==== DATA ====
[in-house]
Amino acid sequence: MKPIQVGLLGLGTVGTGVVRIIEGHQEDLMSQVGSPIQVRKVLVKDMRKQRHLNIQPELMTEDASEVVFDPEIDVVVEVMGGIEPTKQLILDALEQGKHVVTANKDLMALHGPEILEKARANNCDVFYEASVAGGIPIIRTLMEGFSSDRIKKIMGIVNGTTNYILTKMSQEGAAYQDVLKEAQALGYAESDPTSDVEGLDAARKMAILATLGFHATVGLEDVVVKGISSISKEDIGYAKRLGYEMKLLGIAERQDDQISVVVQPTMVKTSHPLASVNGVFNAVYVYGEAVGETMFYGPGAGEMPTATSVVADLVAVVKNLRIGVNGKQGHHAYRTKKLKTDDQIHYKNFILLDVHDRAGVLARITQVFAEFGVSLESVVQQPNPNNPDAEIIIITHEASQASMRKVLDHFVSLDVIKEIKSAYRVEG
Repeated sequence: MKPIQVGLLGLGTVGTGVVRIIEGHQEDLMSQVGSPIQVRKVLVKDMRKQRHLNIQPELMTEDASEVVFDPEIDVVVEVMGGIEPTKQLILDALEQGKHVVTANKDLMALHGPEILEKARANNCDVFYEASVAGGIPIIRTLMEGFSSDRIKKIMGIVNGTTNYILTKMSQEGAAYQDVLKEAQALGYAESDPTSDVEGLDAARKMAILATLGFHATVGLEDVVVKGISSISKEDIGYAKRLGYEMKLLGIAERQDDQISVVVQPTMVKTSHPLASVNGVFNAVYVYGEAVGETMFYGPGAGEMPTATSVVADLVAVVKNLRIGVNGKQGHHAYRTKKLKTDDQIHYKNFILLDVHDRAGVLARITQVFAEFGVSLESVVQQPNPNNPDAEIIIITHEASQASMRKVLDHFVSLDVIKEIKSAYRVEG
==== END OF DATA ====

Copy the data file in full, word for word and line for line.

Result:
[in-house]
Amino acid sequence: MKPIQVGLLGLGTVGTGVVRIIEGHQEDLMSQVGSPIQVRKVLVKDMRKQRHLNIQPELMTEDASEVVFDPEIDVVVEVMGGIEPTKQLILDALEQGKHVVTANKDLMALHGPEILEKARANNCDVFYEASVAGGIPIIRTLMEGFSSDRIKKIMGIVNGTTNYILTKMSQEGAAYQDVLKEAQALGYAESDPTSDVEGLDAARKMAILATLGFHATVGLEDVVVKGISSISKEDIGYAKRLGYEMKLLGIAERQDDQISVVVQPTMVKTSHPLASVNGVFNAVYVYGEAVGETMFYGPGAGEMPTATSVVADLVAVVKNLRIGVNGKQGHHAYRTKKLKTDDQIHYKNFILLDVHDRAGVLARITQVFAEFGVSLESVVQQPNPNNPDAEIIIITHEASQASMRKVLDHFVSLDVIKEIKSAYRVEG
Repeated sequence: MKPIQVGLLGLGTVGTGVVRIIEGHQEDLMSQVGSPIQVRKVLVKDMRKQRHLNIQPELMTEDASEVVFDPEIDVVVEVMGGIEPTKQLILDALEQGKHVVTANKDLMALHGPEILEKARANNCDVFYEASVAGGIPIIRTLMEGFSSDRIKKIMGIVNGTTNYILTKMSQEGAAYQDVLKEAQALGYAESDPTSDVEGLDAARKMAILATLGFHATVGLEDVVVKGISSISKEDIGYAKRLGYEMKLLGIAERQDDQISVVVQPTMVKTSHPLASVNGVFNAVYVYGEAVGETMFYGPGAGEMPTATSVVADLVAVVKNLRIGVNGKQGHHAYRTKKLKTDDQIHYKNFILLDVHDRAGVLARITQVFAEFGVSLESVVQQPNPNNPDAEIIIITHEASQASMRKVLDHFVSLDVIKEIKSAYRVEG